Kathleen Wynne   |   Doug Ford

Two names that create an instant reaction.

Whether you feel your party leader is unjustly despised by thousands or not… he/she is still despised.

Let’s just let that sink in.

Listen up Local Candidates

It is what it is. Accepting what is, is critical to getting prepared for your local campaign.

And, although you yourself are going to invest the time to get to know your leader’s strengths (and, I hope, weaknesses) deeply, the average person just… will not. They will not get to meet your leader in person, be privy to the weekly or daily party updates and insights, or even have the time to do the level of research they hope to before election day.

Think about this:

Have you read the platforms of all four parties?

Have you watched video of each of the leaders?

Do you have a Google News alert set for every time the leaders’ names appear in media?

I do. You probably do not.

So, scale that down much further for a more realistic understanding of the amount of time the average voter takes to prepare for an election and you can then accept: it is what it is.

The week before the election, whatever is in the media is going to have a huge impact on how individuals will vote.

While that sounds dire, there is still a powerful way to get around this truth: Door Knocking

Level Playing Field for Ontario Election 2018

When you cannot vote for the leader (or the party), you have to vote for the local candidate you prefer.

Look, there will always be groups that are loyal to a party in spite of their leader. I am not denying that. And realistically, if your party is not their preferred party, you are wasting your time with them.

But, there are groups that are very exciting to find and cultivate:

  1. Those who are just looking for a strong local representative,
  2. The undecideds and,
  3. Youth that have not voted and formed habits

Strong Local Representation

When it comes to election time there are a couple of things going on in the minds of those in this group:

  • Will this person actually solve [insert core issue here]?
  • Can I trust this person?

The answer to these questions probably happened on their doorstep. That is why you should be out pounding the pavement today (it is Saturday, sunny and just below zero as I write this) finding out the core issues that matter most to your local communities.

Of course, I am hoping that you are also meeting with key decision makers, organization and groups to hear their needs and balance them with your understanding of the region.

Politics (like dating) is really just sales.

Sales, done ethically, is service. A way of helping individual be heard, understood and helped.

Find out their needs. Door knocking accomplishes (at least) three things when done right:

  1. Builds know, like, trust factors for you or your candidate.
  2. Let’s you ask questions and hear what the locals in your riding feel the issues are.
  3. Provides an opportunity to inform, teach and persuade conversationally.

So, basically Sales 101 right?

Find a need and fill it. Authentically.

Authentically conveying a solution on every point is probably impossible. There will be issues that you hear at the door for the first time. Inventing an imaginary solution as though you have knowledge about the issue is not okay.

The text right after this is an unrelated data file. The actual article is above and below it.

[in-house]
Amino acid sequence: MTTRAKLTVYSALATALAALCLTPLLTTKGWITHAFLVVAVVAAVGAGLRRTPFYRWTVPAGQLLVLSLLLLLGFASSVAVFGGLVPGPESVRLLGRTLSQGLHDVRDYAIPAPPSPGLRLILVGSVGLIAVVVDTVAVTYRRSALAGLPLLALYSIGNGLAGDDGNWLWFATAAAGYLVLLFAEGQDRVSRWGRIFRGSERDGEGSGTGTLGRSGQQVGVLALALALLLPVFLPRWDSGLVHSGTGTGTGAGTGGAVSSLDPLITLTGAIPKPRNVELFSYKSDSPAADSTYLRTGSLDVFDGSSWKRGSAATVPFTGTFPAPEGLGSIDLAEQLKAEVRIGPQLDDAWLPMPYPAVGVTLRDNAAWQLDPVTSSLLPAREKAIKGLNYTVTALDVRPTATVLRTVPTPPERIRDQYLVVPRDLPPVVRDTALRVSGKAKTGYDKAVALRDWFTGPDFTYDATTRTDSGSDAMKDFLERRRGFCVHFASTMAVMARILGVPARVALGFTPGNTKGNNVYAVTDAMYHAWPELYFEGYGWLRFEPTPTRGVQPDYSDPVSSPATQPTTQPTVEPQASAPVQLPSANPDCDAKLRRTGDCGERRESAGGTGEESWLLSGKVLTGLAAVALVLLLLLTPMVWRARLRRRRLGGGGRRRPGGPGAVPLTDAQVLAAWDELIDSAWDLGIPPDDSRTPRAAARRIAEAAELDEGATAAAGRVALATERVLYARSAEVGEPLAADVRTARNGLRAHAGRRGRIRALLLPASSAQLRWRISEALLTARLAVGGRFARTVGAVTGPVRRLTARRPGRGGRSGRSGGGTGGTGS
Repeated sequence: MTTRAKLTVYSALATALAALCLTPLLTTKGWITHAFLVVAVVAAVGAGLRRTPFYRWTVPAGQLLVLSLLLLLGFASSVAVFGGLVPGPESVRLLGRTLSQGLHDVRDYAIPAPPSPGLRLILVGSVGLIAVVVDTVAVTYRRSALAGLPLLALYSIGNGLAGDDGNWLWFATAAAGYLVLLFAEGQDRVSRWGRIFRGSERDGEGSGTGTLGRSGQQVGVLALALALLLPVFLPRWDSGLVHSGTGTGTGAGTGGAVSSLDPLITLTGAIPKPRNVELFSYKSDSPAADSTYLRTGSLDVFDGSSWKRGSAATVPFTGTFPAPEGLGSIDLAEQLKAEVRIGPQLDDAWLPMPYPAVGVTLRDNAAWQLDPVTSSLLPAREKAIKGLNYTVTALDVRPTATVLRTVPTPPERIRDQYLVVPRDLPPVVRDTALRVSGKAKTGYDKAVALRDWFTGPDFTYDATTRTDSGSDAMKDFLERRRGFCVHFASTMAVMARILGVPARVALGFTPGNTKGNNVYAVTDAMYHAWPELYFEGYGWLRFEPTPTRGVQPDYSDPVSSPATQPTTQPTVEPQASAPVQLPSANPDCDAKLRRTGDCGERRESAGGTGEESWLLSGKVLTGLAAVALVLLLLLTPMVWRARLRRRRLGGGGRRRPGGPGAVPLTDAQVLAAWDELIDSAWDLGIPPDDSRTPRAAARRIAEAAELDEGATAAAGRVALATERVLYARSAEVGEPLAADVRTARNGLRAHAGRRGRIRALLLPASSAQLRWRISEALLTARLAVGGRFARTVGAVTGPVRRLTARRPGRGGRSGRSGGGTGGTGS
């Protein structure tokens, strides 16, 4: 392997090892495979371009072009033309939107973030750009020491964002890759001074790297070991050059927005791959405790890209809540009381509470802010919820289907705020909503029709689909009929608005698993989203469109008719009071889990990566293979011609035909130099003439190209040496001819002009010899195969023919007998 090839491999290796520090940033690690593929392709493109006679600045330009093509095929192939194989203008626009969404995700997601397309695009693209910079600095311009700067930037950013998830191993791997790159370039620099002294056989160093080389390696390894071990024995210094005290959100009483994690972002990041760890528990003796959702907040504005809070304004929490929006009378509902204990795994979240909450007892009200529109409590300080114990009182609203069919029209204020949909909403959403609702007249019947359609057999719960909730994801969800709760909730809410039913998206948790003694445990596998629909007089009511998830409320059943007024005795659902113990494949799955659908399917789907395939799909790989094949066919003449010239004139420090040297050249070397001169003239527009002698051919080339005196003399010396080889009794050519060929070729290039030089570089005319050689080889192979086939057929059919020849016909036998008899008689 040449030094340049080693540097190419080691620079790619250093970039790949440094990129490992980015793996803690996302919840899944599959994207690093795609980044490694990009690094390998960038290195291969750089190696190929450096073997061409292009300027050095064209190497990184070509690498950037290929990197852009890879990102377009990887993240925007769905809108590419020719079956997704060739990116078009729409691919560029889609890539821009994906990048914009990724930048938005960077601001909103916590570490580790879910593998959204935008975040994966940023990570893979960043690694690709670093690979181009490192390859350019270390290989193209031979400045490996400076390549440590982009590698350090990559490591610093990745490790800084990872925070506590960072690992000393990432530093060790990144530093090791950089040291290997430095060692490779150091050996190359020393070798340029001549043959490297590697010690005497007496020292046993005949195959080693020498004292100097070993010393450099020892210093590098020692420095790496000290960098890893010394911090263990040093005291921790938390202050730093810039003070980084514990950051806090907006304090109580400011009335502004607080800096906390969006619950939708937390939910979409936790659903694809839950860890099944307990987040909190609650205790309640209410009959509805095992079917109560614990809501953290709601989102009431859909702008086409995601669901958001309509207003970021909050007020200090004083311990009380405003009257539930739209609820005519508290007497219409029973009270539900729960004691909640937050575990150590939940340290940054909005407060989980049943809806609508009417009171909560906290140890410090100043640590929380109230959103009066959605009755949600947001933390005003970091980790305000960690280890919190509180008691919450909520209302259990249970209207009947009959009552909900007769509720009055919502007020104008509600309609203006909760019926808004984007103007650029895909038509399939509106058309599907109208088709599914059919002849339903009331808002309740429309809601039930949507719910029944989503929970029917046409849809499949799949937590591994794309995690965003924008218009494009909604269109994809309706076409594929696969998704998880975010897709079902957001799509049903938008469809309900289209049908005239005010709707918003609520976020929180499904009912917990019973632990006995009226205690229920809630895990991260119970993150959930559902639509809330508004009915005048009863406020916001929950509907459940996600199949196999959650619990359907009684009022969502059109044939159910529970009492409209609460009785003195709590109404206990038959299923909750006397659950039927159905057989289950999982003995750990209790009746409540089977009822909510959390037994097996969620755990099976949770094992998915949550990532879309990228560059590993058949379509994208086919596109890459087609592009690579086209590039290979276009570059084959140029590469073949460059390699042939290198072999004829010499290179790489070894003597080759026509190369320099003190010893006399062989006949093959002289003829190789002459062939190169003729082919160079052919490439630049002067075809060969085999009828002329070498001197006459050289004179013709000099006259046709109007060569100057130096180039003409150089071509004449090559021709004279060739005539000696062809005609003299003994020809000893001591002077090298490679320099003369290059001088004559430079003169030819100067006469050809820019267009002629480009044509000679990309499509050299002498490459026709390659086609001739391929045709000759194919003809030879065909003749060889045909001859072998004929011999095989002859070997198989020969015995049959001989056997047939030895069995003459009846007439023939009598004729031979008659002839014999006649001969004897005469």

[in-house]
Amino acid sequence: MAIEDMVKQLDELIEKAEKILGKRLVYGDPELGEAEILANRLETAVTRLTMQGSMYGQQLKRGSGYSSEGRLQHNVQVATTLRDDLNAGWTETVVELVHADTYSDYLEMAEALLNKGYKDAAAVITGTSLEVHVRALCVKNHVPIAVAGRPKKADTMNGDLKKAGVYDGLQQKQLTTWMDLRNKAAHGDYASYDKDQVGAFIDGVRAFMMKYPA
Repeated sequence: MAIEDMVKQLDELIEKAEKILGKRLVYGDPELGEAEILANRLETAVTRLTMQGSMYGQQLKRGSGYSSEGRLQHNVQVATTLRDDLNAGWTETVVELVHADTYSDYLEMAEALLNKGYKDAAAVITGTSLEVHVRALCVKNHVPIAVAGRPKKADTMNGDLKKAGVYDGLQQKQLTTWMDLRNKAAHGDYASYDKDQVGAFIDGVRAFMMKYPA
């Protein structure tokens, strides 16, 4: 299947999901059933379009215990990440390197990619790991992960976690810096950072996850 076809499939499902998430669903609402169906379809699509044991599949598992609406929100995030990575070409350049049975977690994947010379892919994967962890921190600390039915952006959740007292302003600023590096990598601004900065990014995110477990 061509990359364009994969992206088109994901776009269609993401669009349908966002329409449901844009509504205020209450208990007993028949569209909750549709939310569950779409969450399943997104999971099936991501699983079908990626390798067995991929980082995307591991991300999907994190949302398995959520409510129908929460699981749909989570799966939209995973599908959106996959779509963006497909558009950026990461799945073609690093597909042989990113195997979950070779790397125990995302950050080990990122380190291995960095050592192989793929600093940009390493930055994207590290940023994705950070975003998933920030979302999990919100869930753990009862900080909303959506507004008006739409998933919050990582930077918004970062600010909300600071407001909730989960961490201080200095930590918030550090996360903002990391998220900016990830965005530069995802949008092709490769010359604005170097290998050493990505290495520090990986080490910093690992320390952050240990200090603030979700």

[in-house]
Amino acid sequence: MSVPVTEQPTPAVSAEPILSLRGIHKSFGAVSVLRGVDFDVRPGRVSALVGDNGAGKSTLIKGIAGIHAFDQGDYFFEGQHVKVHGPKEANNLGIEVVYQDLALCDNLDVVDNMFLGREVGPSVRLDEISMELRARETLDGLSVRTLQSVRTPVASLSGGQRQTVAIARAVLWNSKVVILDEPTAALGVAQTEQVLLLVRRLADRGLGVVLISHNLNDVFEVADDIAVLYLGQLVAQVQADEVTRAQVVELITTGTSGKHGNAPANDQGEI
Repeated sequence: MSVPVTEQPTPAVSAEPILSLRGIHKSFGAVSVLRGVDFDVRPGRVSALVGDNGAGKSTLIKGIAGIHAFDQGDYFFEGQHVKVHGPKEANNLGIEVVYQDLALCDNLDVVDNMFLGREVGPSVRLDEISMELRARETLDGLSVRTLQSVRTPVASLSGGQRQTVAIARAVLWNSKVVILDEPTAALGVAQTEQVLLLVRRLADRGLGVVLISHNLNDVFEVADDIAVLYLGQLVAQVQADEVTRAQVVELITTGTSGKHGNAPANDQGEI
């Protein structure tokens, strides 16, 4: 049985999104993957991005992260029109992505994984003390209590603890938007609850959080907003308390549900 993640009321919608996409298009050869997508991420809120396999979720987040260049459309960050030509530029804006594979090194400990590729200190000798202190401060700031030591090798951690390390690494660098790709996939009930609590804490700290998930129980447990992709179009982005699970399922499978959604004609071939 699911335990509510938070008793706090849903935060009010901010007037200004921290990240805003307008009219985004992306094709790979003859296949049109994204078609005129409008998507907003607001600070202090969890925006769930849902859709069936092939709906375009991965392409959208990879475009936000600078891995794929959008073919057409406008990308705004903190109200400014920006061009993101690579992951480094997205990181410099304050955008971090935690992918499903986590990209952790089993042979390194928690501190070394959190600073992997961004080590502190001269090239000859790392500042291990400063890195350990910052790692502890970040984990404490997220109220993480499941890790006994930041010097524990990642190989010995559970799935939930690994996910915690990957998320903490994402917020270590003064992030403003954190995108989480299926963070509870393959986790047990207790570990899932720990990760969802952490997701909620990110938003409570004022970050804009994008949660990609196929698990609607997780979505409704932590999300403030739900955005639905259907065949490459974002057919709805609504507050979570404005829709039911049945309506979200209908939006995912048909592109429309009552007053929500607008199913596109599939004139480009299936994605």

Citizens/constituents are not usually looking for the perfect solution from a politician. They are looking for a credible solution. Sometimes they just want to know that you agree that there actually is a problem and that you will work toward a solution.

Features vs Benefits

Features like experience, vision, community presence and work ethic are nice.

Benefits like Strong Local Representation, a commitment to Listen to the Locals (via monthly town halls and a weekly twitter chat perhaps) after you are elected, specific local goals that resonate… these are gold.

Train Your Volunteers!

Arm them with canvassing kits sure, but do some training and some role playing to be sure they understand you or your candidate.

We do not want your volunteers knocking on doors with a weak and shallow message:

“Hi I am out canvassing for Candidate Name. Do you know how you plan to vote in the election? [Insert answer here]
Okay if you change your mind, my candidate’s information is on this flyer. Thanks.”

What a nightmare. I am not saying that you should badger your neighbours here. What I am saying is that there are scripts that open conversation, build agreement and deepen understanding. They are simple, courteous – and a heck of a lot more fun for your volunteers too!

Also, don’t forget – a lot of people will not know when the election is taking place, how to register or where to vote. Have some information on that handy.

What goes in the canvassing kit? I actually like Bernie Sanders canvass kit – it included

  • scripts and responses,
  • questions for deepening the communication fast and understanding local concerns,
  • answers on each of the core issues in a simple to repeat format and,
  • a set of flyers or cards to distribute.
  • I suggest a notepad and pencil as well – or an app if your people are tech-y.

Codicil: This advice is based on the idea that you have done your platform work. If you cannot stand firm on your own value, vision and strength, please do not go out knocking on doors yet.

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